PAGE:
Electromation, Inc. v. National Labor Relations Board

35 F.3d 1148 (1994)

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Electromation, Inc. v. National Labor Relations Board

United States Court of Appeals for the Seventh Circuit
35 F.3d 1148 (1994)

  • Written by Rose VanHofwegen, JD

Facts

Electrical-component manufacturer Electromation, Inc. (defendant) had about 200 employees. When Electromation changed its attendance-bonus and wage policies, 68 dissatisfied employees signed a letter requesting reconsideration. Electromation created action committees to address five subjects, including the attendance-bonus policy but not wages, and posted sign-up sheets. Employees initially resisted, but management pressed the idea until they accepted. Electromation decided each committee would comprise five employees, a manager or supervisor, and employee-benefits manager Laura Dickey, who set committee agendas and coordinated meetings. Employees could serve on only one committee at a time. Electromation paid employees for time spent in meetings and provided a conference room and supplies. The attendance-bonus committee developed one proposal that was rejected as too costly. Otherwise, no action had been taken when the International Brotherhood of Teamsters petitioned the National Labor Relations Board (NLRB) (collectively, plaintiffs) for union recognition. Electromation said the committees could continue meeting without management representatives present, but the committees disbanded. The NLRB found the committees were labor organizations under the National Labor Relations Act (NLRA) and that Electromation had engaged in unfair labor practices by creating and dominating the committees. Electromation appealed.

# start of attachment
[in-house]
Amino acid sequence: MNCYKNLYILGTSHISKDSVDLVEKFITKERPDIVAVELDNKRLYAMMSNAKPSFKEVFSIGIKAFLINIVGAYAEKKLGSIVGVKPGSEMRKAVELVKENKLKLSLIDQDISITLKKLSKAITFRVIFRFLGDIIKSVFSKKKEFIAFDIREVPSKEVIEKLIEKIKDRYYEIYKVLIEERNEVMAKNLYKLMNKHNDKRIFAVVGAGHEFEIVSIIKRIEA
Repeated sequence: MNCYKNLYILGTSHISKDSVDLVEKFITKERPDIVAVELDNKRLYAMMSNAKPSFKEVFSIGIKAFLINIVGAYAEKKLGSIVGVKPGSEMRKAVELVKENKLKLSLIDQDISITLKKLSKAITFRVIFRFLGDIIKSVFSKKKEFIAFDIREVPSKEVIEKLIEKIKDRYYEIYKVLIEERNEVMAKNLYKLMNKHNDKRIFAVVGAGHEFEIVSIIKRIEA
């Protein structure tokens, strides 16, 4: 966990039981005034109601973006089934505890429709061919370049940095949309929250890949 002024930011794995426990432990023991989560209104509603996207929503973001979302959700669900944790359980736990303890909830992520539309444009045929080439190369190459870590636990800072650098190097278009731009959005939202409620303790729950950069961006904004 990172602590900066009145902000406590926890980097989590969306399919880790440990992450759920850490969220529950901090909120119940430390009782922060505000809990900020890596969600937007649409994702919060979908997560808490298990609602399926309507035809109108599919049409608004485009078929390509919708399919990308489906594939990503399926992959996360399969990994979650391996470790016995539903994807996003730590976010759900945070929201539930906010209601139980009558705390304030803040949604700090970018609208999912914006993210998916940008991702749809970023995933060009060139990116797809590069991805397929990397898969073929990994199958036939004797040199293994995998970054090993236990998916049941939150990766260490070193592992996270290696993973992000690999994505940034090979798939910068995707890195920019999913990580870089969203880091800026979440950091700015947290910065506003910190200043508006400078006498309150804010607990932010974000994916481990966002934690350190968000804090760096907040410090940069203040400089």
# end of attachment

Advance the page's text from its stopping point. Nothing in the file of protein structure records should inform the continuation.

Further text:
Rule of Law

Issue

Holding and Reasoning (Will, J.)

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